The Big 12 has endured its fair share of changes in the 27 years since its founding, but just over a month ago, Texas and Oklahoma made many question the future of the conference when the universities announced their future move to the SEC.
In response, the conference presidents voted to approve the addition of the University of Central Florida, BYU, Cincinnati and Houston on Friday.
With the move, the Big 12 will not only return to 12 members for the first time since 2010 but will be expanding geographically. Cincinnati gives West Virginia a neighbor, BYU expands the conference west past Lubbock, Houston will represent southern Texas and UCF is among the largest universities in the country, bringing the conference into Florida.
Texas and Oklahoma are two of eight remaining founding members of the Big 12 and are by far the largest athletic programs in the conference in terms of revenue. The Texas athletic department annually brings in over $200 million, and Oklahoma is the only Big 12 program to ever make the College Football Playoff.
Those two programs are difficult to replace revenue-wise, but all four newcomers are deserving of a shot in Power 5 football.
The Cincinnati Bearcats and BYU Cougars finished the 2020-2021 season at no. 8 and no. 11 in the AP poll, and UCF spent the first four weeks in the rankings. UCF was also the self-claimed 2017 ‘national champion’ after going 13-0 and beating Auburn in the Peach Bowl.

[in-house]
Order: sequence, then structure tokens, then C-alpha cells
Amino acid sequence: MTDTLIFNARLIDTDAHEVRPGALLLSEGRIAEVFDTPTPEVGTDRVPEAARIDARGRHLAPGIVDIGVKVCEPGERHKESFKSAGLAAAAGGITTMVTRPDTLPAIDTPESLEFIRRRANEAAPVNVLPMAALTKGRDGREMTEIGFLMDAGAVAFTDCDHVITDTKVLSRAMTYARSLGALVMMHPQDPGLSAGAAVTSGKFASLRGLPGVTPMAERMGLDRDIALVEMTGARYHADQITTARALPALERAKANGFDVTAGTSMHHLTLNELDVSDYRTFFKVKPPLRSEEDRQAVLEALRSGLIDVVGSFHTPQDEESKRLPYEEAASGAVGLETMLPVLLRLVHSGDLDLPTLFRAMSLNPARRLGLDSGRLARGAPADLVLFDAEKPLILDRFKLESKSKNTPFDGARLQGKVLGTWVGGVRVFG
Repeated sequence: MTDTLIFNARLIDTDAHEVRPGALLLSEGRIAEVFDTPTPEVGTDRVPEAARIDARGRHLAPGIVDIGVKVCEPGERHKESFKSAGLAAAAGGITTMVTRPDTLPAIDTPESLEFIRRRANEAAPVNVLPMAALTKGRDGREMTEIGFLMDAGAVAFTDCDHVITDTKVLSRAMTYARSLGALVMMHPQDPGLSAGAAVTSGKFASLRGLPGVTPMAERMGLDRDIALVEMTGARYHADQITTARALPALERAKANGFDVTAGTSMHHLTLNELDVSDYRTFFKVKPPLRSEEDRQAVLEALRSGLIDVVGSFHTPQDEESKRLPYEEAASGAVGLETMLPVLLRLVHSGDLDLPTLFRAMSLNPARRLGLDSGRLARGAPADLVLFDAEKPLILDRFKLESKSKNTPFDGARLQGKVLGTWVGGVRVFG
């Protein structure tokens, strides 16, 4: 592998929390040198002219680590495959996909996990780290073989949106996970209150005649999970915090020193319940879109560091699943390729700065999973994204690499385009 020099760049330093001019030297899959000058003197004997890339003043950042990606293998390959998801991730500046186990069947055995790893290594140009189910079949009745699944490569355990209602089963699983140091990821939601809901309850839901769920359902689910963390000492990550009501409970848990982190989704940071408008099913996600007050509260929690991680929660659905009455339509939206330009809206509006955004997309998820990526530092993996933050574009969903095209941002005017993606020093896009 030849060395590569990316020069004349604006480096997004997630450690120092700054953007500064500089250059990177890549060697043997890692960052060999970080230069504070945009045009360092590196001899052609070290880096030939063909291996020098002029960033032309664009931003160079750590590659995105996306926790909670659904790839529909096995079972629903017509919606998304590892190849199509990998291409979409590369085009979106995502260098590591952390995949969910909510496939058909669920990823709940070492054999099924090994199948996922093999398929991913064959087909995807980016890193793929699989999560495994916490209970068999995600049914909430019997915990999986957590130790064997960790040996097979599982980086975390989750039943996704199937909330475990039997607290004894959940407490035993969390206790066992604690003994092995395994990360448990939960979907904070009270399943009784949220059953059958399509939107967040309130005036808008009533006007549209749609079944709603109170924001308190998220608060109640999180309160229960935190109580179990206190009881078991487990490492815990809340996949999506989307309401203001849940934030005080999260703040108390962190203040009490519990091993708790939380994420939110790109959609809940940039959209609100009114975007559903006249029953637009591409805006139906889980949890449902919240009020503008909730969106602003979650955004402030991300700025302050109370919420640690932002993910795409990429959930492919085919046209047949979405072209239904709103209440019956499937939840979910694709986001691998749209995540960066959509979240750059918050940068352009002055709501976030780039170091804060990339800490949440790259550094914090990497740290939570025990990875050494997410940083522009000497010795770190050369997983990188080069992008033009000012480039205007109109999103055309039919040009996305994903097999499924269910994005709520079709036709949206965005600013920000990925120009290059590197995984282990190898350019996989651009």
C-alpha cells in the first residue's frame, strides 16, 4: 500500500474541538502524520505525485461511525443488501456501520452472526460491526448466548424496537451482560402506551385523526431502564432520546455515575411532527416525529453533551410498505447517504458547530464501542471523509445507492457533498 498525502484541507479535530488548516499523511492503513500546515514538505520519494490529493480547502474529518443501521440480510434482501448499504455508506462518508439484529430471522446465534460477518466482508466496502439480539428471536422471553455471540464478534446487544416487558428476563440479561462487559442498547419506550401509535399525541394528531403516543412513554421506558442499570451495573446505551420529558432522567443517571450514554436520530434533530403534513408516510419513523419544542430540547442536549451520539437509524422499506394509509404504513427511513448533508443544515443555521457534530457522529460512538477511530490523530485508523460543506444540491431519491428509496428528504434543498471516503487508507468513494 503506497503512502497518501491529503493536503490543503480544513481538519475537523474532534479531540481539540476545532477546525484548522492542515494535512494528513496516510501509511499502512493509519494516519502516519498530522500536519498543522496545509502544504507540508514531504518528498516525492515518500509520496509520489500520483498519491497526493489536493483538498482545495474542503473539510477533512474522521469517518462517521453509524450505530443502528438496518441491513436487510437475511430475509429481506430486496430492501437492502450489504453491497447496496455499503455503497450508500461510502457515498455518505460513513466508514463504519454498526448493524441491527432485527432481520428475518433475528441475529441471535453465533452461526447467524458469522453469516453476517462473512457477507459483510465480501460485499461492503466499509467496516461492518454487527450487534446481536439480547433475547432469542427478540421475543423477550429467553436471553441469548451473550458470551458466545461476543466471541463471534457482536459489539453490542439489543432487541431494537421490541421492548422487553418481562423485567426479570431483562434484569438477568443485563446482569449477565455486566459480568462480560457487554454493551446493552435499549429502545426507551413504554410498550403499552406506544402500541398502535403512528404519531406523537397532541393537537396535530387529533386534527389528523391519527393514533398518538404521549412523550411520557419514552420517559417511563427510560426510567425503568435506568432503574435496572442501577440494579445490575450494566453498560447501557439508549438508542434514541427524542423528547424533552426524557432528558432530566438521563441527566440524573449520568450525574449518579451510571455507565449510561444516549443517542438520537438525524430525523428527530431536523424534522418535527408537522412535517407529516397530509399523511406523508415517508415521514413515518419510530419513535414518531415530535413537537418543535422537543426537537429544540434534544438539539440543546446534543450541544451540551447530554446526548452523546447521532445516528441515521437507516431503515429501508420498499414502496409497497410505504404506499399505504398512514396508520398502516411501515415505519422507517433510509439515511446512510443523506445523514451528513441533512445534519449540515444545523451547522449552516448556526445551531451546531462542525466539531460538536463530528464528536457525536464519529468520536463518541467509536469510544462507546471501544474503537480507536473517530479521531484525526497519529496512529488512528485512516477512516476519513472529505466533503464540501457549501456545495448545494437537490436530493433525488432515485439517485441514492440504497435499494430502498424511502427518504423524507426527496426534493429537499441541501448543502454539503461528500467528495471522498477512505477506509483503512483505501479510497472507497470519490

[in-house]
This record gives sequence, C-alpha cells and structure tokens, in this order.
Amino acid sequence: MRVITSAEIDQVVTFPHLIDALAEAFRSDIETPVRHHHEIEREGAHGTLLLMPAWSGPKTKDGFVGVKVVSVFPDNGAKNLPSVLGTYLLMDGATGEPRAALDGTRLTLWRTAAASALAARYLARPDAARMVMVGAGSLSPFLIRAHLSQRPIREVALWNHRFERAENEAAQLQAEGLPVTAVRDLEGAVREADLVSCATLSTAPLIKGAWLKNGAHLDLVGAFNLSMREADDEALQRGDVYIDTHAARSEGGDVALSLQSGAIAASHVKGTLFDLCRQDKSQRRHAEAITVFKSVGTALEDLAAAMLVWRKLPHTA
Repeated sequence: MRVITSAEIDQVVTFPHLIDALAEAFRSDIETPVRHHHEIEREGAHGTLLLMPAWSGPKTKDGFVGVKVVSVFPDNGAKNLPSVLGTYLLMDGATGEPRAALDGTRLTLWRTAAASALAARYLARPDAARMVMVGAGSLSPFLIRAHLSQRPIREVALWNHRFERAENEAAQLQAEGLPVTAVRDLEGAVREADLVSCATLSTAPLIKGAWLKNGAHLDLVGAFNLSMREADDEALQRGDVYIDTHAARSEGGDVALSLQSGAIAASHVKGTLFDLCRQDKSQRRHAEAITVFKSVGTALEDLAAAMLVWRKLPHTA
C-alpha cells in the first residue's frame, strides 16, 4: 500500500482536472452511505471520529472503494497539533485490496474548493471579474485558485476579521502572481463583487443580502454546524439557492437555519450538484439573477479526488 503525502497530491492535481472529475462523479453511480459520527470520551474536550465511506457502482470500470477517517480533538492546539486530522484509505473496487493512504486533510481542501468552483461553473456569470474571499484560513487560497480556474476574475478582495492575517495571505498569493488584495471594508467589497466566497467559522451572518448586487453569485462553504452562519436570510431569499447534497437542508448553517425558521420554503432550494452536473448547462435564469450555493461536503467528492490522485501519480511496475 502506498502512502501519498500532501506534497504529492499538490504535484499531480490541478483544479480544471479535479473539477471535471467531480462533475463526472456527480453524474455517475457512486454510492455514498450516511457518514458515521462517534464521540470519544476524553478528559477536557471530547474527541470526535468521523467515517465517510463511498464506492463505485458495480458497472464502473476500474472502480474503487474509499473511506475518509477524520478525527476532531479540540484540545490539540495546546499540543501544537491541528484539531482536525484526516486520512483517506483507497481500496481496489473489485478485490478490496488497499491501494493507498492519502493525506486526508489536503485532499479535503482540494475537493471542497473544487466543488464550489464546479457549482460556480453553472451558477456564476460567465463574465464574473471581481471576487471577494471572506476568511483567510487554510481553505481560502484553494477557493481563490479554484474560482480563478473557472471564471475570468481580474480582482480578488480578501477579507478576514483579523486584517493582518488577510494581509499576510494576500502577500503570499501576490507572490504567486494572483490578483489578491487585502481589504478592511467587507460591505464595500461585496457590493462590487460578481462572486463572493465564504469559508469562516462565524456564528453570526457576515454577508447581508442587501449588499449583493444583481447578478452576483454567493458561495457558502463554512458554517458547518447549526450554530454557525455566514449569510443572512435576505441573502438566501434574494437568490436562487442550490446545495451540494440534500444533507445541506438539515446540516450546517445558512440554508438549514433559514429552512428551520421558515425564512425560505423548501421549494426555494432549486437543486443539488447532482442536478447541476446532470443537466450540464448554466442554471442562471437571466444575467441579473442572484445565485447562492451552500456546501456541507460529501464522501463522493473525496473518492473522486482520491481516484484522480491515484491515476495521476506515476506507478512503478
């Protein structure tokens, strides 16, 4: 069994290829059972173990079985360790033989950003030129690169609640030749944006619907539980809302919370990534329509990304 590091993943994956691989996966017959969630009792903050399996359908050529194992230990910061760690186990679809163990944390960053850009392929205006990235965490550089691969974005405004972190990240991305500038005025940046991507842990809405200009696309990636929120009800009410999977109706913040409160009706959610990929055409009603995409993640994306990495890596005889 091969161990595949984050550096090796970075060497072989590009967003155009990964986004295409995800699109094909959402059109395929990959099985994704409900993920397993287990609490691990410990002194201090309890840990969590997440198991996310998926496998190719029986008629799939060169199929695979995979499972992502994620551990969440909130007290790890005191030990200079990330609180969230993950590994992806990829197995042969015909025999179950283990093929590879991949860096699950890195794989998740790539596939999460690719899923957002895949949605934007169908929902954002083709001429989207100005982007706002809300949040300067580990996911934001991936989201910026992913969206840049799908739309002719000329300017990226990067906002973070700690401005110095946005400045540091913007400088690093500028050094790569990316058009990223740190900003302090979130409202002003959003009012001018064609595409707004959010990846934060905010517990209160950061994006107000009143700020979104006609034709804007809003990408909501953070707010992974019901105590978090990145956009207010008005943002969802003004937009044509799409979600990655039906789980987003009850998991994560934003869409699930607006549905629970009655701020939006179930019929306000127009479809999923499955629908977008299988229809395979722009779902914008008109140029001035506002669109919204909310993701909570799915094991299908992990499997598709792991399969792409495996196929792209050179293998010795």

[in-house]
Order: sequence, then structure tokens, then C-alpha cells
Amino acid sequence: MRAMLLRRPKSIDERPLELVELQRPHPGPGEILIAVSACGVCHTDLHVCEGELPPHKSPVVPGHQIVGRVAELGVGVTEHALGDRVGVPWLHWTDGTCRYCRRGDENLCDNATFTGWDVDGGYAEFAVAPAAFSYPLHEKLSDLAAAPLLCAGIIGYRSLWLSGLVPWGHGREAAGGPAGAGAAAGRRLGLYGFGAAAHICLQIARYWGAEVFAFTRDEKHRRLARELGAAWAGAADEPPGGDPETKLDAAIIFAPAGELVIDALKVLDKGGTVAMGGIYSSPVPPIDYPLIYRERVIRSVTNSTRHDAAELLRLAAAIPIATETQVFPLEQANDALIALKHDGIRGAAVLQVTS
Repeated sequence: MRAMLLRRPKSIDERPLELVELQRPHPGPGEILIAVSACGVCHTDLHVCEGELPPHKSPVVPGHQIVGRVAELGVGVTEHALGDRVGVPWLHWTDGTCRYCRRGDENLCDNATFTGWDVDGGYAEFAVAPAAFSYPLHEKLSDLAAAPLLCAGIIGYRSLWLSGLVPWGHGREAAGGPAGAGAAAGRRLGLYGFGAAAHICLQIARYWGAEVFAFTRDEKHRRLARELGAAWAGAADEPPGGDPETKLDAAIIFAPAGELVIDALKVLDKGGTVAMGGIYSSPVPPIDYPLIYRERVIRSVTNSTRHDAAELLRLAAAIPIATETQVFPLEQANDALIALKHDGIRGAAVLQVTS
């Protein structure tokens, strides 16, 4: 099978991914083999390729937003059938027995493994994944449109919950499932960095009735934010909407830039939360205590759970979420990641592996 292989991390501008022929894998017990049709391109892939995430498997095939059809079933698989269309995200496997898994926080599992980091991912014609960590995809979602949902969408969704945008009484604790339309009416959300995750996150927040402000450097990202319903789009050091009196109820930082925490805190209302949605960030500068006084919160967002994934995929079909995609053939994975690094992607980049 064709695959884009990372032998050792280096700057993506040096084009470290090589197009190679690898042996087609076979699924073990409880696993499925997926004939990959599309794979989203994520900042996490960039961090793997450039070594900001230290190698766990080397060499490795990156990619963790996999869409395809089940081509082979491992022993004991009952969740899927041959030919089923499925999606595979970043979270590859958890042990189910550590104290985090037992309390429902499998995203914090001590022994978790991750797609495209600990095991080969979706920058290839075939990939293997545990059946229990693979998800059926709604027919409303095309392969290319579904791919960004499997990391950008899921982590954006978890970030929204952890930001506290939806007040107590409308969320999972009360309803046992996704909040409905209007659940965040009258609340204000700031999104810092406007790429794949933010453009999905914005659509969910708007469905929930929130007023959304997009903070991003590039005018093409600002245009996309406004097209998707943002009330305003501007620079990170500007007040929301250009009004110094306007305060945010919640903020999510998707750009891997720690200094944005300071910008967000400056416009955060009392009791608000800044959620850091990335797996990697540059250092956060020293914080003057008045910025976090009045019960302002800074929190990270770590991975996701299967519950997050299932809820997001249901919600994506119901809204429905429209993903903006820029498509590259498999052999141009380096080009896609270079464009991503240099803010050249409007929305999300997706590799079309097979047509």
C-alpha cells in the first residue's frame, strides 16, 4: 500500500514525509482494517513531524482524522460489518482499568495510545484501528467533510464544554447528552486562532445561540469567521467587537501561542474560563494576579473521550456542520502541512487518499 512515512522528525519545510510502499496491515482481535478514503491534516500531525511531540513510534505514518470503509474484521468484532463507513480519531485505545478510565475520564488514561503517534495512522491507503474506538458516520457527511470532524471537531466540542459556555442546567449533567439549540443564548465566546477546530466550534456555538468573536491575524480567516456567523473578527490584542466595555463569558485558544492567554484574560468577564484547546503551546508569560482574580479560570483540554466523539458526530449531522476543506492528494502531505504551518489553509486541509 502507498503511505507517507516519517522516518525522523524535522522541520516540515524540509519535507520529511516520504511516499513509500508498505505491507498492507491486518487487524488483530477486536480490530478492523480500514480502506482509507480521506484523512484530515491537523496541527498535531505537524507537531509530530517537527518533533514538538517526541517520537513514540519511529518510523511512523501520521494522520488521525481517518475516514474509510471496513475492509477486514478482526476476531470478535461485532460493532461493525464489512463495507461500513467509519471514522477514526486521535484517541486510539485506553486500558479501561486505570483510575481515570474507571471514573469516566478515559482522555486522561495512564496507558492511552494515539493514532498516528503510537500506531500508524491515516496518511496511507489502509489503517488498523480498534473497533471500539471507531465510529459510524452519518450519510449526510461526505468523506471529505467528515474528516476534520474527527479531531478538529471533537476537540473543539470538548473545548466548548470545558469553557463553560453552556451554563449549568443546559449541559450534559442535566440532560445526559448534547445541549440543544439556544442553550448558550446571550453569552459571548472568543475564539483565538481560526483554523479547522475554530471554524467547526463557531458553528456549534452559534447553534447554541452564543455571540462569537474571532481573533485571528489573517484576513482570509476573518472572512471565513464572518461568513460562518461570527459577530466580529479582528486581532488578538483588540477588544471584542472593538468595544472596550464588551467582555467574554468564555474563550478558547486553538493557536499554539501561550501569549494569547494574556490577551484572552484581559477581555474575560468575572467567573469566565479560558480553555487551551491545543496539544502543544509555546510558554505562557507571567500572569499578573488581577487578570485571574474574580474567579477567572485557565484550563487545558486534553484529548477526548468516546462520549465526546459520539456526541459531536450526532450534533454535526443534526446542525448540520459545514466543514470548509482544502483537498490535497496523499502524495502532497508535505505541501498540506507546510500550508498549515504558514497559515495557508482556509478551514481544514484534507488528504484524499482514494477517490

“The eight ADs remain committed to furthering the Big 12 as one of the nation’s premier athletic conferences, and look forward to working with our presidents and chancellors to strengthen the league,” said Bob Bowlsby, the Big 12 Commissioner, in a statement on Sept. 1. “Future exploration by the group will continue to center on options that best position the long-term strength of the conference.”
BYU is an FBS independent, while the other three schools are members of the American Athletic Conference and could join by 2023.
UT and OU plan to join the SEC in July 2025, though they could decide to buy out their contract with the Big 12 at any point before then.
The timeliness of the conference drama is no coincidence. Conferences make the majority of their money through TV deals, and the Big 12’s current 13-year, $2.6 billion media rights deal with ESPN and Fox is set to end in 2025.
Bowlsby said the conference has had no formal discussions regarding media rights with its media partners.
Because the remaining eight schools were able to get on the same page, the new-look Big 12 should get the added exposure needed to make up for the departure of their two powerhouses.